Speaker: Prof Jim Buttery
Jim Buttery is the inaugural Professor of Child Health Informatics at the University of Melbourne based at the Melbourne Children’s Campus Centre for Health Analytics. He is the Chief Research Information Officer and an infectious diseases physician at the Royal Children’s Hospital, Melbourne. He is also the Head of Epidemiology and Signal Detection of SAEFVIC, the Victorian Immunisation Safety Service, and Group Head, Health informatics, at the Murdoch Childrens Research Institute, and the co-director of the Global Vaccine Data Network. Jim leads an epi-informatics team of epidemiologists, data analysts and statisticians whose research revolves around innovative use of real-world data to answer important questions in infectious diseases epidemiology, vaccine safety and effectiveness.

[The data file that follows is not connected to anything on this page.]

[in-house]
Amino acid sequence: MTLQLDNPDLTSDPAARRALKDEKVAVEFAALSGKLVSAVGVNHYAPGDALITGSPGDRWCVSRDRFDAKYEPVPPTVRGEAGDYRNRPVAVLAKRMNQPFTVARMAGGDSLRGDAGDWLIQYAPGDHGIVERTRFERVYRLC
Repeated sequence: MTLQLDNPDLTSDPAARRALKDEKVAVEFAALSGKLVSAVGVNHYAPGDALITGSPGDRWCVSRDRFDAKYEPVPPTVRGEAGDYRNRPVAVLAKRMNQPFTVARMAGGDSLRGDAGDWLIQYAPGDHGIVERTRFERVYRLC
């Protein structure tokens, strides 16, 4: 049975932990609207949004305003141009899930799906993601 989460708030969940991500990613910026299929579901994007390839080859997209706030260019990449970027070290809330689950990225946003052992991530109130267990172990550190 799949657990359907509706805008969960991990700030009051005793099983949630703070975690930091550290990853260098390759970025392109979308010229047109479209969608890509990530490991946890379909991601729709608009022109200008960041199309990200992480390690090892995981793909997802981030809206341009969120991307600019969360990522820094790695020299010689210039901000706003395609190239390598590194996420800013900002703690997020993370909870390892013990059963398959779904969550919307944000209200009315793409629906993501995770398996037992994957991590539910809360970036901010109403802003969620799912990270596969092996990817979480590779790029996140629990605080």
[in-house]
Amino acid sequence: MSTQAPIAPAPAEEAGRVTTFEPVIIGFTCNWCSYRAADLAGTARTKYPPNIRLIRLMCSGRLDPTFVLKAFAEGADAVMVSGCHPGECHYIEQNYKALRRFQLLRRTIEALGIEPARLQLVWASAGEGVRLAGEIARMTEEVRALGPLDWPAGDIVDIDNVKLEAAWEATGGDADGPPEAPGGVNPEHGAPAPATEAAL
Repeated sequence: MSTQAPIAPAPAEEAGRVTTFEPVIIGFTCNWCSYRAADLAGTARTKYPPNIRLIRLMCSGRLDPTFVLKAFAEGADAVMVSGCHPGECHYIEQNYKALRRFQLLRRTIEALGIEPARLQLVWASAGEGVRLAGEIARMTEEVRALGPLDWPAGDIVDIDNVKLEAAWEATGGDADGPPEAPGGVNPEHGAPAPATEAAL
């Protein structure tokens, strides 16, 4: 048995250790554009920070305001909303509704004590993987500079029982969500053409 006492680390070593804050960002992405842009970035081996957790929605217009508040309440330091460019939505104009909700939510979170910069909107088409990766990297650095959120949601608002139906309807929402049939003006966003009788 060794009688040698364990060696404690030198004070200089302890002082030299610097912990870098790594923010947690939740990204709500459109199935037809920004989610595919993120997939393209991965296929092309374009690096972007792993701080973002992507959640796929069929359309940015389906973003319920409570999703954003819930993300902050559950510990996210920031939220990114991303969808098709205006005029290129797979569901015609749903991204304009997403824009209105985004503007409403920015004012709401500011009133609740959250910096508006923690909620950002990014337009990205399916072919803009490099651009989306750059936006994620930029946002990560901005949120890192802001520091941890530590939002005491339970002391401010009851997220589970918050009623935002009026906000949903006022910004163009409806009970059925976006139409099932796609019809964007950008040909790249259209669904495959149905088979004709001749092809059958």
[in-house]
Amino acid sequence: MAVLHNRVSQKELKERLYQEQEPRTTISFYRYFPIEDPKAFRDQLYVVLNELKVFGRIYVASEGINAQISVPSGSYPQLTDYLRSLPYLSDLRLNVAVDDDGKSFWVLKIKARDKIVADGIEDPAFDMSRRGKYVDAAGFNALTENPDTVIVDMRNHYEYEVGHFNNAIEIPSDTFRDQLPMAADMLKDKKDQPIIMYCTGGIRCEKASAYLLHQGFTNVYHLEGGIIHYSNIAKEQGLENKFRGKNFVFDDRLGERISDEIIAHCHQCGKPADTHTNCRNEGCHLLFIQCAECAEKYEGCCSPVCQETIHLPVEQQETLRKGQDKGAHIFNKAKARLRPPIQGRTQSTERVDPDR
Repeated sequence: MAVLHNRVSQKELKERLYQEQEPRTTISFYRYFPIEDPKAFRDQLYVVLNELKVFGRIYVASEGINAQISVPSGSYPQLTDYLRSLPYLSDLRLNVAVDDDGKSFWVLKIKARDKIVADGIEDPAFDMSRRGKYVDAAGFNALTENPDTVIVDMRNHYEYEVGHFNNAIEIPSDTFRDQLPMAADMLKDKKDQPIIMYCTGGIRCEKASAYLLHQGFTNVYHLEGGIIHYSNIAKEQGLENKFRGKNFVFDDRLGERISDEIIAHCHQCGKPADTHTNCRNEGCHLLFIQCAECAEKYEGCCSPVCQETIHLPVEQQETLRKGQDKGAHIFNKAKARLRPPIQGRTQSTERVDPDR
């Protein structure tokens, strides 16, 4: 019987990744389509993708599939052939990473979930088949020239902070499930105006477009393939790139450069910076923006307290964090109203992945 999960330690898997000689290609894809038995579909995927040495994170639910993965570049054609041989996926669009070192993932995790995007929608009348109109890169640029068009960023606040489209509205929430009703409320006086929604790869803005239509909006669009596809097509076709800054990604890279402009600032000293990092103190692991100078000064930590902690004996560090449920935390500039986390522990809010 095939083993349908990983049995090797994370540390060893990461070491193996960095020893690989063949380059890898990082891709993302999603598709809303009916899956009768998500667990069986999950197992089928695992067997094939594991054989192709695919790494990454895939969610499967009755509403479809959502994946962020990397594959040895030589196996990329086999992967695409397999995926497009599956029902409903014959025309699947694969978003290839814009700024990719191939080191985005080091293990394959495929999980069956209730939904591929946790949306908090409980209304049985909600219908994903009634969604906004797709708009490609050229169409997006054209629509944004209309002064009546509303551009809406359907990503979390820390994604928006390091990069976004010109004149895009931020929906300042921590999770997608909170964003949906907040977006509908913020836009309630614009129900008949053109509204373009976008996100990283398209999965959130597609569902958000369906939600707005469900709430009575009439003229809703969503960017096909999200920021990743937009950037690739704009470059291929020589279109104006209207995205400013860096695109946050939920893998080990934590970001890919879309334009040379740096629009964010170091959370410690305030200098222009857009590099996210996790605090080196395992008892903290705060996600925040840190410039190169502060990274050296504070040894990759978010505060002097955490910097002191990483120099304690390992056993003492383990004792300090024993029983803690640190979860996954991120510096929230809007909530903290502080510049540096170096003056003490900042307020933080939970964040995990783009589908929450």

These innovations include Introducing Australia’s first state based public facing vaccine safety report, updated weekly, to inform the public and maintain vaccine confidence (Saefvic.online/vaccinesafety), development of syndromic vaccine safety surveillance methodologies, including de-identified telephone help line and GP data network surveillance which have been incorporated into DHHS Victoria surveillance, and the establishment of the Vaccine Safety Health Link (VSHL). VSHL is a statewide Victorian prospective vaccine safety datalinkage project linking Victorian Australian immunisation Register data to hospital admissions, emergency presentations, perinatal, births and deaths and primary care datasets. This is the only vaccine datalink system in Australia incorporating perinatal and GP data.
To understand the full impact of common viruses upon human health, he has established Snotwatch, a novel population wide spatiotemporal platform to link viral exposures to health outcomes, and understand the full health and economic burden of these viruses. Initial studies have shown new associations with febrile seizures, Kawasaki Disease, childhood hepatitis and chilblains. Using pathology, environmental exposures, and hospital, ED and GP datasets, we are generating new insights into common respiratory viruses.